Saturday, May 8, 2010
Georgia Non-Compete Reform Up To Voters In November
It seems like non-compete reform in Georgia has been a slow marathon, but the finish line appears to be in sight.
As readers of this blog probably have found out, Georgia is one of those employee-friendly states where non-compete agreements are enforced much less frequently than in other jurisdictions. The reason largely has to do with Georgia's strict blue-pencil rule, which ends up invalidating a good percentage of contracts on technicalities. Even the slightest degree of overbreadth can render the entire agreement void and unenforceable.
The Georgia legislature has approved a constitutional amendment that will change non-compete law should voters ratify it in November. A simple majority is required for the constitutional amendment to take effect, which then will make non-competes easier to enforce and yield a lot less handwringing by attorneys who draft them.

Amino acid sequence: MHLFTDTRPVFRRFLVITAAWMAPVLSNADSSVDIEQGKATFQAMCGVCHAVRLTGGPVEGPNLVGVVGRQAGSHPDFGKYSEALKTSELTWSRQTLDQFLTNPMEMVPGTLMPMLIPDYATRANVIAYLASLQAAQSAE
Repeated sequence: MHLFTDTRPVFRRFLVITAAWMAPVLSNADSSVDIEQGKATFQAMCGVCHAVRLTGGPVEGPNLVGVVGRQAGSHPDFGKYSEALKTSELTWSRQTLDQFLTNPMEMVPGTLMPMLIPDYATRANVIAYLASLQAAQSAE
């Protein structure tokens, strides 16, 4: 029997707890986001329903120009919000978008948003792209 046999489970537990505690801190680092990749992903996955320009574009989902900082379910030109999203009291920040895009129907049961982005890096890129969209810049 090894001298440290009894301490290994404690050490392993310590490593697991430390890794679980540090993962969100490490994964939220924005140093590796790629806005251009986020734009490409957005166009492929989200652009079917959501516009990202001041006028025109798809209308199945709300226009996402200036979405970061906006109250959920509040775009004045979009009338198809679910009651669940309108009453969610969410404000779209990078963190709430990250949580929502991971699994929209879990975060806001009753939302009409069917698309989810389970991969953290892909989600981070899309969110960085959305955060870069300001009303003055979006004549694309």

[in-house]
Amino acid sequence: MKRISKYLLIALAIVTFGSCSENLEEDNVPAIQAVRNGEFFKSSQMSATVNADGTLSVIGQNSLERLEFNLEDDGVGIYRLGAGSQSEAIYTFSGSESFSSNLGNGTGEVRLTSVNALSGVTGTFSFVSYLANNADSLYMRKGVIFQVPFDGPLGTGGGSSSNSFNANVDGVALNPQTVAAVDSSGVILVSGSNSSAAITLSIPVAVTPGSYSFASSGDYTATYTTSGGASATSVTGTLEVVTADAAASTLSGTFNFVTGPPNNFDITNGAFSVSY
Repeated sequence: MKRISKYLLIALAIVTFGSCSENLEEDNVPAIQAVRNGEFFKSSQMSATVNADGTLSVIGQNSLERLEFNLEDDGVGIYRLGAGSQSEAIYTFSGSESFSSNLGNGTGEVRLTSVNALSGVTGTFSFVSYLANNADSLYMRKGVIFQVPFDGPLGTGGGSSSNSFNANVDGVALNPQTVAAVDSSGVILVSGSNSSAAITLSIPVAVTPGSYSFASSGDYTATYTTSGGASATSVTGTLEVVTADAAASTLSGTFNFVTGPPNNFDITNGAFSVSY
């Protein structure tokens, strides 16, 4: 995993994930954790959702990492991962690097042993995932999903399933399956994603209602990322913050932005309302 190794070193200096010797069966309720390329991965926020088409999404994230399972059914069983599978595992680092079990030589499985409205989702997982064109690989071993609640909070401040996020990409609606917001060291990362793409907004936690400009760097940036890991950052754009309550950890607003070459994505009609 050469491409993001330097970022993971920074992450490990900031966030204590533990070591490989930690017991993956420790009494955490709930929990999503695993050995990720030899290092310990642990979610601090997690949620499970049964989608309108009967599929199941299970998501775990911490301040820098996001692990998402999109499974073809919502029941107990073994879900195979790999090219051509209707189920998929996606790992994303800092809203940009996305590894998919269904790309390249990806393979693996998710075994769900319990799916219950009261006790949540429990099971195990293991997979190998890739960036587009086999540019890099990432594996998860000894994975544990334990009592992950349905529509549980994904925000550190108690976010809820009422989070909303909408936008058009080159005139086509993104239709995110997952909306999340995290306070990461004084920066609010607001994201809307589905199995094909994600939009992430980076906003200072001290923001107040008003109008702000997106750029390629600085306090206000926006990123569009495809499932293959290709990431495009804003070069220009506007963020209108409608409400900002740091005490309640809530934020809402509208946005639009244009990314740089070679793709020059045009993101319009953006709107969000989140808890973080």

There are a number of revisions that will go into effect if the amendment passes, including a grant of authority to Georgia courts to blue-pencil covenants. In addition, non-solicitation clauses can include a prohibition on acceptance of business from clients. This would overturn a line of Georgia cases that ruled such a restraint on so-called "passive" solicitation is overbroad and void against public policy. The law also sets presumptively reasonable non-compete durations: for employment, 2 years; for franchisee or distributors, 3 years; and for a seller of a business, the longer of 5 years or the time during which payments are made for the sale.
Finally, the law only applies to new agreements entered into after the effective date. Agreements existing before the effective date of the law would be examined under the old law. Georgia business attorneys should gain a nice stable of employment contract drafting work over the next year or so, assuming this constitutional amendment passes.